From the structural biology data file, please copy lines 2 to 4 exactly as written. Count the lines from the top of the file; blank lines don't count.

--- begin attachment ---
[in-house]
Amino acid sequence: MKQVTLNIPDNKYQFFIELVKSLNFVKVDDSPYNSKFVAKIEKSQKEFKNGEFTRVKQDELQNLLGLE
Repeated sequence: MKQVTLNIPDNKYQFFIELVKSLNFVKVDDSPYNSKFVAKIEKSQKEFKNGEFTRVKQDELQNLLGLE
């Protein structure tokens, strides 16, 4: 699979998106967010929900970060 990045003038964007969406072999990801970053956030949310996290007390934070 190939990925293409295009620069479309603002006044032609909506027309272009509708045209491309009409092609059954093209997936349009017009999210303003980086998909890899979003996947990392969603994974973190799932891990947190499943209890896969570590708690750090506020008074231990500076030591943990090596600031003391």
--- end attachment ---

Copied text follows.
Amino acid sequence: MKQVTLNIPDNKYQFFIELVKSLNFVKVDDSPYNSKFVAKIEKSQKEFKNGEFTRVKQDELQNLLGLE
Repeated sequence: MKQVTLNIPDNKYQFFIELVKSLNFVKVDDSPYNSKFVAKIEKSQKEFKNGEFTRVKQDELQNLLGLE
């Protein structure tokens, strides 16, 4: 699979998106967010929900970060 990045003038964007969406072999990801970053956030949310996290007390934070 190939990925293409295009620069479309603002006044032609909506027309272009509708045209491309009409092609059954093209997936349009017009999210303003980086998909890899979003996947990392969603994974973190799932891990947190499943209890896969570590708690750090506020008074231990500076030591943990090596600031003391």